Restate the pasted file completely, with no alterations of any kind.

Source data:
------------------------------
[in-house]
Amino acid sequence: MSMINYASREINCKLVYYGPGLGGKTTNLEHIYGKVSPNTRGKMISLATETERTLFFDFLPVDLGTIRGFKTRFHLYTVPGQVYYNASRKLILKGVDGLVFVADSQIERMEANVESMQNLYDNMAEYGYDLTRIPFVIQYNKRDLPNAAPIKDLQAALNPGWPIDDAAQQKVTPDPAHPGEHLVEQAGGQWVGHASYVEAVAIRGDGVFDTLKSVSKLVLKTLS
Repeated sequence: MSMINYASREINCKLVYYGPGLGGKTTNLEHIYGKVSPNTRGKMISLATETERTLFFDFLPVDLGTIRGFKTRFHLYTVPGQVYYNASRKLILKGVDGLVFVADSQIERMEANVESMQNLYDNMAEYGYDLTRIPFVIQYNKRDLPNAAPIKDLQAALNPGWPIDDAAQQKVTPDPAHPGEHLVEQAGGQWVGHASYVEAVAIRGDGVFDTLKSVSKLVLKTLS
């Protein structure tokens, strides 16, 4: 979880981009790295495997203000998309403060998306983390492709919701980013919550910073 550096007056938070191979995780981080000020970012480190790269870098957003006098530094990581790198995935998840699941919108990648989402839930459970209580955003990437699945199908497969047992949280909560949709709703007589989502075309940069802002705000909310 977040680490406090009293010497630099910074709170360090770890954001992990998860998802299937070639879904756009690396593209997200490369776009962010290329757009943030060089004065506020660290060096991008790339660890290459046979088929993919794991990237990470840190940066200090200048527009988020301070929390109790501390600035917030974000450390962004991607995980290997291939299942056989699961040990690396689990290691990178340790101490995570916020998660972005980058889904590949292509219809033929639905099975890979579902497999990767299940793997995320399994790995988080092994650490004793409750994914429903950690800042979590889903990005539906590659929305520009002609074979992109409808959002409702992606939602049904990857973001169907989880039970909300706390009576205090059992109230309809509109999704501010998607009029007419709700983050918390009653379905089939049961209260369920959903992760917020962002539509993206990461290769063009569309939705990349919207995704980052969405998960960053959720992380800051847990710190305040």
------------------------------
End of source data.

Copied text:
[in-house]
Amino acid sequence: MSMINYASREINCKLVYYGPGLGGKTTNLEHIYGKVSPNTRGKMISLATETERTLFFDFLPVDLGTIRGFKTRFHLYTVPGQVYYNASRKLILKGVDGLVFVADSQIERMEANVESMQNLYDNMAEYGYDLTRIPFVIQYNKRDLPNAAPIKDLQAALNPGWPIDDAAQQKVTPDPAHPGEHLVEQAGGQWVGHASYVEAVAIRGDGVFDTLKSVSKLVLKTLS
Repeated sequence: MSMINYASREINCKLVYYGPGLGGKTTNLEHIYGKVSPNTRGKMISLATETERTLFFDFLPVDLGTIRGFKTRFHLYTVPGQVYYNASRKLILKGVDGLVFVADSQIERMEANVESMQNLYDNMAEYGYDLTRIPFVIQYNKRDLPNAAPIKDLQAALNPGWPIDDAAQQKVTPDPAHPGEHLVEQAGGQWVGHASYVEAVAIRGDGVFDTLKSVSKLVLKTLS
């Protein structure tokens, strides 16, 4: 979880981009790295495997203000998309403060998306983390492709919701980013919550910073 550096007056938070191979995780981080000020970012480190790269870098957003006098530094990581790198995935998840699941919108990648989402839930459970209580955003990437699945199908497969047992949280909560949709709703007589989502075309940069802002705000909310 977040680490406090009293010497630099910074709170360090770890954001992990998860998802299937070639879904756009690396593209997200490369776009962010290329757009943030060089004065506020660290060096991008790339660890290459046979088929993919794991990237990470840190940066200090200048527009988020301070929390109790501390600035917030974000450390962004991607995980290997291939299942056989699961040990690396689990290691990178340790101490995570916020998660972005980058889904590949292509219809033929639905099975890979579902497999990767299940793997995320399994790995988080092994650490004793409750994914429903950690800042979590889903990005539906590659929305520009002609074979992109409808959002409702992606939602049904990857973001169907989880039970909300706390009576205090059992109230309809509109999704501010998607009029007419709700983050918390009653379905089939049961209260369920959903992760917020962002539509993206990461290769063009569309939705990349919207995704980052969405998960960053959720992380800051847990710190305040």